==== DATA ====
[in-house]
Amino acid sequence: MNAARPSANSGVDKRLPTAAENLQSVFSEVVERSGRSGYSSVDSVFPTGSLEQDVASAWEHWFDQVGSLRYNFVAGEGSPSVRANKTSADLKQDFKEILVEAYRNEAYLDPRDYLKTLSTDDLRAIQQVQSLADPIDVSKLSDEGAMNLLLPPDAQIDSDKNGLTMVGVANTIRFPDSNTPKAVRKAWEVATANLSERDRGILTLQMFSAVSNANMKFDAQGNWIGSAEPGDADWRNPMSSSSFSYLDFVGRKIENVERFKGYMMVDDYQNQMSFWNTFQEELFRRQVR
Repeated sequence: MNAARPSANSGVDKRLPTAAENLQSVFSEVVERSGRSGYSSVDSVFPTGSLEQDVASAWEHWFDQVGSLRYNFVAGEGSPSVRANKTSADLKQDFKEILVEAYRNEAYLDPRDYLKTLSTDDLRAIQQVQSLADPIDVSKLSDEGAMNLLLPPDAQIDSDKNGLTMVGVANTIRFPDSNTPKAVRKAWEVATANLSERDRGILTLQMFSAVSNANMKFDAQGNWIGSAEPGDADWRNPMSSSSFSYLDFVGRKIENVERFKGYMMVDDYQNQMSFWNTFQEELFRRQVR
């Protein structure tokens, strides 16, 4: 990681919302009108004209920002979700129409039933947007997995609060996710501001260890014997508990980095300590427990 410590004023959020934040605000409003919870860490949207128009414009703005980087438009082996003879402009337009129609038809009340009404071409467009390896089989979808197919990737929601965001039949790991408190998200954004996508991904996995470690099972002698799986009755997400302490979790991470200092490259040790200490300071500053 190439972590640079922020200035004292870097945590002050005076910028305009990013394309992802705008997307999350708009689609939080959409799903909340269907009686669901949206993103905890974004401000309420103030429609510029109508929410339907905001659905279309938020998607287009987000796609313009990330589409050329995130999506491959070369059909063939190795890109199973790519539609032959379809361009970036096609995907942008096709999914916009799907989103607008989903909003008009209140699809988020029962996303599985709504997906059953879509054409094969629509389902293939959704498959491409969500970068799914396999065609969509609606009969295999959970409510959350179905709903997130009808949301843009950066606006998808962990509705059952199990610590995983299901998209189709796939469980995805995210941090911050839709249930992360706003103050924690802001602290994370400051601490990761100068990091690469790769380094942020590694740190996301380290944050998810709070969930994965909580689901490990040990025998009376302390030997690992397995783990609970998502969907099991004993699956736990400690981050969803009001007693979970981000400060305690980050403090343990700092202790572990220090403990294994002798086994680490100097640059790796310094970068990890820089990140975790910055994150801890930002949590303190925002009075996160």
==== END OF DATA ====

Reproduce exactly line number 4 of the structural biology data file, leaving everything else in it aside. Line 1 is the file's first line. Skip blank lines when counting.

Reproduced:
């Protein structure tokens, strides 16, 4: 990681919302009108004209920002979700129409039933947007997995609060996710501001260890014997508990980095300590427990 410590004023959020934040605000409003919870860490949207128009414009703005980087438009082996003879402009337009129609038809009340009404071409467009390896089989979808197919990737929601965001039949790991408190998200954004996508991904996995470690099972002698799986009755997400302490979790991470200092490259040790200490300071500053 190439972590640079922020200035004292870097945590002050005076910028305009990013394309992802705008997307999350708009689609939080959409799903909340269907009686669901949206993103905890974004401000309420103030429609510029109508929410339907905001659905279309938020998607287009987000796609313009990330589409050329995130999506491959070369059909063939190795890109199973790519539609032959379809361009970036096609995907942008096709999914916009799907989103607008989903909003008009209140699809988020029962996303599985709504997906059953879509054409094969629509389902293939959704498959491409969500970068799914396999065609969509609606009969295999959970409510959350179905709903997130009808949301843009950066606006998808962990509705059952199990610590995983299901998209189709796939469980995805995210941090911050839709249930992360706003103050924690802001602290994370400051601490990761100068990091690469790769380094942020590694740190996301380290944050998810709070969930994965909580689901490990040990025998009376302390030997690992397995783990609970998502969907099991004993699956736990400690981050969803009001007693979970981000400060305690980050403090343990700092202790572990220090403990294994002798086994680490100097640059790796310094970068990890820089990140975790910055994150801890930002949590303190925002009075996160």